Chuck Dunlap, executive director of the foundation, said the Supreme Court hasn't yet decided on the exact distribution, but the foundation asked for $14 to $16 of each $35 increase in the active attorney registration fee.
said the program might have ceased to exist without an infusion of revenue.
The Indiana Pro Bono Commission
funds its programs largely from interest on lawyer trust account revenue, but the collapse in interest rates in recent years led to a funding drought.
"It's been devastating not just in Indiana, but nationally," Dunlap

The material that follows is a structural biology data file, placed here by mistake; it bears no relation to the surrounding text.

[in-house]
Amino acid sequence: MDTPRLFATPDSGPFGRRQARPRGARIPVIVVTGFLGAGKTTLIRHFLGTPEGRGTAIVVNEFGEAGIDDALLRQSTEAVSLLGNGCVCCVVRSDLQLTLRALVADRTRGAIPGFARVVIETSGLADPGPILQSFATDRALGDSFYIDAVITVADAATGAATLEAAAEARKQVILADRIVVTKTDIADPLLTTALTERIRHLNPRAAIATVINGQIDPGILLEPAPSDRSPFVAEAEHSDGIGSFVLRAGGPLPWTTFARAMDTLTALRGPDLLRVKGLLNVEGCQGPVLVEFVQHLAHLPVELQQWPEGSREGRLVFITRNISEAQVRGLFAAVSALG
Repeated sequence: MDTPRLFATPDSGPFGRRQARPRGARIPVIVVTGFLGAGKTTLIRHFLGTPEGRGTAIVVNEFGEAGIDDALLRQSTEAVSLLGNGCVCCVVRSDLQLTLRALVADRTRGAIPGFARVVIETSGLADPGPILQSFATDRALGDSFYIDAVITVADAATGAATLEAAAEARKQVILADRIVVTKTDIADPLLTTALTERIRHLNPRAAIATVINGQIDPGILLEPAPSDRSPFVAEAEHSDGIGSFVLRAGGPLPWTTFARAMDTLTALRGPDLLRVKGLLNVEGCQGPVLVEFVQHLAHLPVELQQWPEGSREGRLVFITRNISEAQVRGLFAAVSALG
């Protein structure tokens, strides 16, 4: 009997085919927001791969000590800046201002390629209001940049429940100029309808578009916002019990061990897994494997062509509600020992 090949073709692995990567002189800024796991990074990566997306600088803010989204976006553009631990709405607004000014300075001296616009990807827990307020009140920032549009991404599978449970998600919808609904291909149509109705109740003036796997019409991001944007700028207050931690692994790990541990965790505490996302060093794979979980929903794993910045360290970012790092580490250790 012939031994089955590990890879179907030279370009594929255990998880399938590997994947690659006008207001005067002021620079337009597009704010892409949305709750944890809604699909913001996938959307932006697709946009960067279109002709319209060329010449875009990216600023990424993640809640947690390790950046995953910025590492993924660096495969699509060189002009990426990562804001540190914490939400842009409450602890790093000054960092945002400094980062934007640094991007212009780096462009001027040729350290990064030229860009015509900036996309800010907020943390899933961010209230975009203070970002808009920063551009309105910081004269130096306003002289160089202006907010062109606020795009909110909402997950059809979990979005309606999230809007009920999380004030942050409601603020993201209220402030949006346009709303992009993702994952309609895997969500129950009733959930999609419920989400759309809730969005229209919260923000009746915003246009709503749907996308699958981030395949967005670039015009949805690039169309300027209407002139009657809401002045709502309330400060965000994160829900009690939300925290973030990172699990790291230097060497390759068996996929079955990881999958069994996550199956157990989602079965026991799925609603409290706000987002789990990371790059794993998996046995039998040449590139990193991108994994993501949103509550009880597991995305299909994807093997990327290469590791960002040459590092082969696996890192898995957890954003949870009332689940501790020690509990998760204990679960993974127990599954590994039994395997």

said the districts split about $750,000 last year, substantially less than half the money they received in the peak year of 2009.
Since then, the foundation has been funding programs largely from more than $2 million in reserves accrued in better economic times.
"The reserve is just about to be exhausted," he
The money the foundation receives from registration fees should raise $300,000 to $350,000 annually for pro bono districts, Dunlap
Coupled with a $1 filing fee increase passed by the General Assembly in 2012, the money will keep funding close to the current level.
"We're trying to keep it alive, essentially," Dunlap
said other states that have relied on IOLTA to fund pro bono work have turned to registration fees to bridge the gap